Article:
Quote:
Ignatius Teo wrote:
If you're talking about this study: http://arxiv.org/PS_cache/condmat/pdf/9908/9908185.pdf, I bowed out then because I could not fathom how you arrived at a conclusion of "dual eccentric hip gyrating the center of mass in a chaotic orbit shaped roughly like a warped figureeight".
If you're referring to Figure 1. in that study, which plots the upper body's random meandering path in the plane of the anteroposterior (fronttoback) coordinate and mediolateral (sidetoside) coordinate over one minute.... I still don't see how you inferred that such a random chaotic fronttoback and sidetoside swaying (as in like a pendulum) as gyrational motion (i.e rotation on an axis)  much less a "figure of eight".

It is not random, it is clearly chaotic, which is just a very, very complex order. Kinda like this  different system  same family of chaotic attractor:
http://www.exploratorium.edu/complex...va/lorenz.html
In the phase space diagram (just go with it, really), the whorls you see in the linked Lorenz attractor and the rough radius of them, equate to the linear 2D depiction of the study I showed you (you are correct about figure 1) in the phase space. It would be (very roughly) as if you looked at that Figure 1 diagram edge on from the top of the page downward, in a plane that is horizontal to the page itself. Then you would see the repetitive, and dual ecccentric tendencies of the excursions shown in a shape very much like the Lorenz attractor.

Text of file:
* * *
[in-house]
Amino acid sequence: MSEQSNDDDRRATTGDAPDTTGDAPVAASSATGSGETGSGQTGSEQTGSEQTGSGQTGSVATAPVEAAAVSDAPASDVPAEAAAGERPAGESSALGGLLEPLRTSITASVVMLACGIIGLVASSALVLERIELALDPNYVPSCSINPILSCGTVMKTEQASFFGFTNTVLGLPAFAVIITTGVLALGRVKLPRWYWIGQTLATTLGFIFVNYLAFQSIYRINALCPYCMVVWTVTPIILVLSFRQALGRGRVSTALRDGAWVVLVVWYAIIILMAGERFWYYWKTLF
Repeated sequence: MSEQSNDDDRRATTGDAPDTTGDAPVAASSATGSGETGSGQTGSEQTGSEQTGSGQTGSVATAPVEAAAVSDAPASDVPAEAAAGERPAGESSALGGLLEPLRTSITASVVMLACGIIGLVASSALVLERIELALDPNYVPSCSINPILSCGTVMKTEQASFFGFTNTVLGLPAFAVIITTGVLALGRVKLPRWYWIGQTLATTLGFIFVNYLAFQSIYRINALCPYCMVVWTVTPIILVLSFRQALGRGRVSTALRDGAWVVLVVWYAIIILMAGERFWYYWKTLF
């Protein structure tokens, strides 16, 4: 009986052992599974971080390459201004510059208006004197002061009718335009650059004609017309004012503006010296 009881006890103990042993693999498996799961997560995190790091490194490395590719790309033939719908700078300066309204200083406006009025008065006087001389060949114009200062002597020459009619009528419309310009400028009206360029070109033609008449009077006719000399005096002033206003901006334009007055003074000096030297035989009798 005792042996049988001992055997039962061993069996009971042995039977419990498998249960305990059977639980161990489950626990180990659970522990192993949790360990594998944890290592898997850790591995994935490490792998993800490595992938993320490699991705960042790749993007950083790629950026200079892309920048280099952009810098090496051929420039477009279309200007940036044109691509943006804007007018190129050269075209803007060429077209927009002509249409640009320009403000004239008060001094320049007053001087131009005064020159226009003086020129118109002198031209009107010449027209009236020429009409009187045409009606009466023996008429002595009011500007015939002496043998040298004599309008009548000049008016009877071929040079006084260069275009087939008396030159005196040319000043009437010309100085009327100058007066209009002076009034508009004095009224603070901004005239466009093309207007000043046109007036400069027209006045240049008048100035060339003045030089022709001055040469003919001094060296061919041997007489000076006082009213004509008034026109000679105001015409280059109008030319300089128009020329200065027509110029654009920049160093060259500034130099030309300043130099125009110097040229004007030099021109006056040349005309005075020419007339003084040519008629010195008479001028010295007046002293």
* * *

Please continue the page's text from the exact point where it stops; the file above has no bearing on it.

You can see the realtionship between the two types of depictions in this link: The "X(t)" applet (the second one) shows what Figure 1 in the study shows, linear with respect to time. The first applet on the page (XZ) shows the Lorenz attractor in the phase space. You should run the graphing applets at a fast speed to get the idea.
Quote:
Ignatius Teo wrote:
From what I've read and understand, the human balance system uses strategies based on simple harmonics  linear oscillations  not rotational oscillation.

Sorry, but that is one of the points of the study, that it does not fit that. One of the other studies that I linked in an ealier discussion showed that the assumption of linear "springlike" actuation by the leg muscles was actaully the reverse of the linear spring model. The hip orbit dynamic stability model fits with that, the linear static stability model does not.
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Ignatius Teo wrote:
But then again, we're talking about baseline skills and how to develop these baseline skills. So to me, anything discussing balance coping strategies, reeling silk, and gyrational motion are way offbase.

More basic than balance. I am essentially saying that kokyu is just the extension of my balance control system into the other guy's balance system. Not as metaphor  as physical reality.
Really, that is all I am saying.
Admittedly  in too many words, but I try to back up my arguments.
Quote:
Ignatius Teo wrote:
I believe Nick Gudge frequents Aikiweb, and it would be interesting to hear his opinion.

Look forward to it.